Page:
Saturday, July 29, 2006


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Yes, there's a blog for THAT too!!


Makes you feel so secure in your relationships, doesn't it?

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Friday, July 28, 2006


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I'm really new to online dating. I'm wondering if you could let me know some of the online dating dangers that are out there. Thanks. ~ Trying to Avoid the Danger

What a great question! In general, online dating is a fun and effective means of meeting people compatible with you. Tens of thousands of people have met, dated, and eventually married as a result of their online dating experience. However, it is still vitally important when using online dating services, that you exercise caution because there are some dangers. Here are a few:

1) The person you are communicating with may be married!

2) Many overseas women run scams against men. They pretend to get to know and like you and once you fall for them they start asking you for money. Thousands of men have been sucked into this scam, wiring money to a girl they never met and never hearing from her again (or hearing from her asking more money). If the person you are communicating with asks you for money, watch out.

3) Some people will email you instantly asking for your email address and as soon as you give it, you are inundated with dating spam while never hearing from that person again.

4) There are a few bad apples in the online dating world. A lady who shared an experience expressed how one guy showed up on her doorstep even though she never gave him her address!
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Take precautions in your online dating experience. Here are a few tips:

1) Listen to your gut. If something doesn't seem right about the person you are communicating with then this may be an indication that you should move on. Trust what your instincts are telling you.

2) Never give out personal information too soon. A person armed with your home phone number can find your home address (without you knowing) in just a few clicks. (places like Zabasearch can do it in one or two clicks - just knowing your online nickname? Within 3 clicks you can surf for someone's real name, area of residence - then 1-2-3.... home address & phone number - Fighter)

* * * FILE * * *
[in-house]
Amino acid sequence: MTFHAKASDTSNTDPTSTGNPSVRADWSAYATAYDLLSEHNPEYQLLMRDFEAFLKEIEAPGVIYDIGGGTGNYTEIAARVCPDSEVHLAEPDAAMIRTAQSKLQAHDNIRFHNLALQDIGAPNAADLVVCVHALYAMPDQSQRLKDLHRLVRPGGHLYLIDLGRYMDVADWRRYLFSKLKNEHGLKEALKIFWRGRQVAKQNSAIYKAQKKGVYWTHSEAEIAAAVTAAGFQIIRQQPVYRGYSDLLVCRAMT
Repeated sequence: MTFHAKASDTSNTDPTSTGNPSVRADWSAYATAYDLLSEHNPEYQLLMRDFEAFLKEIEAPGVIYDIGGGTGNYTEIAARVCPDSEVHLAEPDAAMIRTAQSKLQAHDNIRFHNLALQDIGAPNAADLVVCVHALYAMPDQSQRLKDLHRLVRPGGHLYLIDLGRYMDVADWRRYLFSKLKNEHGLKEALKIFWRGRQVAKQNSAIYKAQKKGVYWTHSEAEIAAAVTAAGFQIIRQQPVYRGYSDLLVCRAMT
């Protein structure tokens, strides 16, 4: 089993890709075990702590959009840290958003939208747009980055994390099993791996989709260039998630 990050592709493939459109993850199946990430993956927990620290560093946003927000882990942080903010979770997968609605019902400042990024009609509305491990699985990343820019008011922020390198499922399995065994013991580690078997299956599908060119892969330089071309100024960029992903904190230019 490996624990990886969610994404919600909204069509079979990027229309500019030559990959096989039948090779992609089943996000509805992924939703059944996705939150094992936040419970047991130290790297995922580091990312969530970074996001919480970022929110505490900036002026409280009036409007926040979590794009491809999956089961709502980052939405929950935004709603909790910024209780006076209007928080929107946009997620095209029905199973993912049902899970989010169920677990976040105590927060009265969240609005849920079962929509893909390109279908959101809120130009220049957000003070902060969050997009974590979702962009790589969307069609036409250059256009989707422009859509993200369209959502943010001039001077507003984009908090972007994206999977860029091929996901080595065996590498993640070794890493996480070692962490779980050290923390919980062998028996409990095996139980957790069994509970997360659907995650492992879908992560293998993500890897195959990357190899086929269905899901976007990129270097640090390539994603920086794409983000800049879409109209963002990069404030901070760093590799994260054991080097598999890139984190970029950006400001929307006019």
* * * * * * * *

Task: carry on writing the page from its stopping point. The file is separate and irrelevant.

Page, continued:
3) Usually a person trying to take advantage of you is one who communicates first with you. Thus, even if you are a female you should take the initiative to contact people that look of interest to you. (This was true of Ed Hicks, Brad Dorsky, "J", Keith Clive and practically all our cyberpaths. THEY made the first moves!)

4) Set up an anonymous email account. When you're ready to communicate with someone outside of the security of the online dating service you are using, you may want to consider using an anonymous email account from a service like Yahoo, Hotmail, or Go.com. Be sure to change your account information to not give out your full name. Doing this helps protect your privacy more as it's fairly easy to get information on a person based on their actual email address that they've used for years.

5) When going on a first date, make sure you meet in a public place and that your friends know where you are. Consider arranging a time to check in with one of your friends.

6) If you have enough information on the person you are dating, then consider running a background check. I was surprised to learn that a person I once dated had done this on me. It was a smart thing for the person to do. The only reason a person should be upset at you running a background check is if that person has something to hide. (This shouldn't be a consideration as far as EOPC is concerned - its a must. And if the other person asks you NOT to check? RUN LIKE HE** - THEY ARE HIDING SOMETHING! - Fighter)

7) Learn self defense. On rare occasions, a female who has met up with a male via online dating has been assaulted. Know how to defend yourself. There are a ton of good reasons, even outside of online dating, to take a self-defense course.

8) Drive yourself to the date destination. Until you really know a person, it's a good idea to provide your own transportation. There's no reason the person you are dating needs to know where you live in the initial stages.

Keep in mind that a person can say whatever he/she wants in a profile and several tell outright or little white lies in the things they say. Some lie about appearance, some lie about marital status, and some lie about intentions. Always be smart, alert, and listen to your instincts. It's very much a possibility that the person you are destined to be with is just an email away. But never let your guard down when searching for that destiny.


(While EOPC tends to recommend AGAINST Online Dating or meeting via Social Networking - we realize there are people who will do it anyway and urge extreme caution. - Fighter)

Saturday, July 22, 2006